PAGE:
After 35 years of extraordinarily devoted service to conserving Vermont’s non-game wildlife, Steve Parren will soon hang up his trademark green Vermont Fish & Wildlife Department (VFWD) jacket for…well, whatever pursuits inspire him next. One of Vermont’s all-time conservation champions and a longtime, close VCE ally, Steve has been a relentless force for sound, science-based conservation of all wildlife in Vermont—from mud puppies to monarchs, turtles to tiger beetles, Osprey to Upland Sandpipers.
Steve’s earliest association with VCE biologists, then at the Vermont Institute of Natural Science in the mid-1980s, involved recovery of state-Endangered species like Common Loons, Common Terns, and Peregrine Falcons. As our primary liaison with VFWD, Steve not only ensured a reliable flow of state and federal funding for these and other programs, but rolled up his sleeves to offer hands-on collaboration. From helping to develop and execute recovery plans, to navigating often tricky management issues, crafting public outreach messages, carefully editing annual technical reports, and—far less often than he’d have liked—pitching in on field work, Steve never missed a beat. His steadiness, pragmatism, strategic thinking, and deep knowledge of ecology were second to none.
In the way of a brief professional “bio”, Steve began working for VFWD in 1987, after earning a Master’s degree in Natural Resource Planning from the University of Vermont. As manager of VFWD’s Wildlife Diversity Program, he has not only overseen this diverse program and its 11 accomplished staff (a full-time job in itself), but coordinated status reviews and recovery planning for state Endangered and Threatened species, and administered Vermont’s comprehensive Wildlife Action Plan. On the “side”, Steve has somehow found time to spearhead innovative efforts to manage communal nesting beaches used by state-Threatened spiny softshell turtles, conduct annual monitoring of Vermont’s declining wood turtle population, and engineer successful amphibian road-crossing efforts in the Champlain Valley. No one, except Steve himself, was surprised when he received the prestigious Zetterstrom Award in 2018, accompanied by this accolade: “He has helped save multiple endangered species, raised funds for non-game wildlife conservation, and volunteered hundreds of hours on his own time to help turtles and amphibians.“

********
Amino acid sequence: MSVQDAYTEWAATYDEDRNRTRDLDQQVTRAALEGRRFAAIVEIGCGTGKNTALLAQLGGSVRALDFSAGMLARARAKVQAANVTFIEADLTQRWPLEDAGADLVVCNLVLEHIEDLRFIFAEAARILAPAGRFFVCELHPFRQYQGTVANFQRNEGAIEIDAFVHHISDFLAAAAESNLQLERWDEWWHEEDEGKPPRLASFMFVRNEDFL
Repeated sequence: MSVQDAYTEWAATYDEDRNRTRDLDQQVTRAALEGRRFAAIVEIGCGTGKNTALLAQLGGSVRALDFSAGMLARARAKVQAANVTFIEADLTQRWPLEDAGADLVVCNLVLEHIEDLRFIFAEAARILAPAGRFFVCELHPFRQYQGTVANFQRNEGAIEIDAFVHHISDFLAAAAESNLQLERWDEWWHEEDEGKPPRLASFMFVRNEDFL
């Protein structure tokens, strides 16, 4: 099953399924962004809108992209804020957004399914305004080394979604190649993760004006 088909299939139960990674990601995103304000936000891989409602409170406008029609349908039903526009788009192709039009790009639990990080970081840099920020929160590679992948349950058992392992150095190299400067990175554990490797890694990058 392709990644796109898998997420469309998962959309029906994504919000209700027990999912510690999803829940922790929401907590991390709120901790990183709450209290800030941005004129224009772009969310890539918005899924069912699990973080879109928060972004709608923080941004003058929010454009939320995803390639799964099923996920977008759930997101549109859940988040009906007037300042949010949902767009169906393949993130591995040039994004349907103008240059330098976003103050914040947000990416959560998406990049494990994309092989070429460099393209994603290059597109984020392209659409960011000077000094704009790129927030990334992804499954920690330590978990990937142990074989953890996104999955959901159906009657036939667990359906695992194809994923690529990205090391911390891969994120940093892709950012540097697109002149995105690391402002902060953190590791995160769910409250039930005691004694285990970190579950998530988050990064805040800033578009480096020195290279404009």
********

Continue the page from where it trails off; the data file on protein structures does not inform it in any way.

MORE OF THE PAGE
VCE Loon Biologist Eric Hanson aptly highlights Steve’s dedication and perseverance in this brief anecdote: “Steve fielded a lot of loon calls from the public back in the 1990s. One involved an iced-in loon on Mollys Falls Reservoir in Marshfield. The two of us canoed out there in fading late-afternoon light on a chilly early December day, then broke up the recently ice-glazed surface with shovels to create more open water for the trapped loon. It worked. Temperatures climbed a bit, the water stayed open, and the loon was gone the next day.”
It is safe to assume that Steve Parren will gather no moss in retirement. His passion, curiosity and collaborative spirit ensure that Vermont wildlife will continue to be on the receiving end of his conservation zeal. The green VFWD jacket may soon hang on a peg, but Steve’s conservation legacy will endure for generations. All of us at VCE wish him well and offer heartfelt thanks for our decades of work together.